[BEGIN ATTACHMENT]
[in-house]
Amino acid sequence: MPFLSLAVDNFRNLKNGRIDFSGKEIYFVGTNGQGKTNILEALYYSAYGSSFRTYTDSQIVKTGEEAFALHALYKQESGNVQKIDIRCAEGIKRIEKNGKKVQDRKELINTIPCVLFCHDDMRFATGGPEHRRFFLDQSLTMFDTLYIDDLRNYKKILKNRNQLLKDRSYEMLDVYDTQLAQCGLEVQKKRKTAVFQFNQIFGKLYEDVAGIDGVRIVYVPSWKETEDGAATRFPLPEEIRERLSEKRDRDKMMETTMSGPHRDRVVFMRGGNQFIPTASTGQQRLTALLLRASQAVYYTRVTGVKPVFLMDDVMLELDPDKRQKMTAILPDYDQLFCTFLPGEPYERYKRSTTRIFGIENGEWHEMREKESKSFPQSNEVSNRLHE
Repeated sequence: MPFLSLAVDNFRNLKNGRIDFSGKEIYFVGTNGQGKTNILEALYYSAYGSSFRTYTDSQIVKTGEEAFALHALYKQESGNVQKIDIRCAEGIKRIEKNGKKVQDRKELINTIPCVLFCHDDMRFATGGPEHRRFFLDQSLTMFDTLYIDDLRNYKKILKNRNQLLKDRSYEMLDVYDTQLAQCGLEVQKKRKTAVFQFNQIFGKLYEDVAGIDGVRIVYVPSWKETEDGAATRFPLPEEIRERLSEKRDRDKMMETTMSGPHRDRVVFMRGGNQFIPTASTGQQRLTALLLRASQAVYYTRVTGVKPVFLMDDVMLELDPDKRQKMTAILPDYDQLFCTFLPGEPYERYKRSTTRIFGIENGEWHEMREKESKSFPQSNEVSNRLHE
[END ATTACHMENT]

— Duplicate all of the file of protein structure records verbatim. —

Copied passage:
[in-house]
Amino acid sequence: MPFLSLAVDNFRNLKNGRIDFSGKEIYFVGTNGQGKTNILEALYYSAYGSSFRTYTDSQIVKTGEEAFALHALYKQESGNVQKIDIRCAEGIKRIEKNGKKVQDRKELINTIPCVLFCHDDMRFATGGPEHRRFFLDQSLTMFDTLYIDDLRNYKKILKNRNQLLKDRSYEMLDVYDTQLAQCGLEVQKKRKTAVFQFNQIFGKLYEDVAGIDGVRIVYVPSWKETEDGAATRFPLPEEIRERLSEKRDRDKMMETTMSGPHRDRVVFMRGGNQFIPTASTGQQRLTALLLRASQAVYYTRVTGVKPVFLMDDVMLELDPDKRQKMTAILPDYDQLFCTFLPGEPYERYKRSTTRIFGIENGEWHEMREKESKSFPQSNEVSNRLHE
Repeated sequence: MPFLSLAVDNFRNLKNGRIDFSGKEIYFVGTNGQGKTNILEALYYSAYGSSFRTYTDSQIVKTGEEAFALHALYKQESGNVQKIDIRCAEGIKRIEKNGKKVQDRKELINTIPCVLFCHDDMRFATGGPEHRRFFLDQSLTMFDTLYIDDLRNYKKILKNRNQLLKDRSYEMLDVYDTQLAQCGLEVQKKRKTAVFQFNQIFGKLYEDVAGIDGVRIVYVPSWKETEDGAATRFPLPEEIRERLSEKRDRDKMMETTMSGPHRDRVVFMRGGNQFIPTASTGQQRLTALLLRASQAVYYTRVTGVKPVFLMDDVMLELDPDKRQKMTAILPDYDQLFCTFLPGEPYERYKRSTTRIFGIENGEWHEMREKESKSFPQSNEVSNRLHE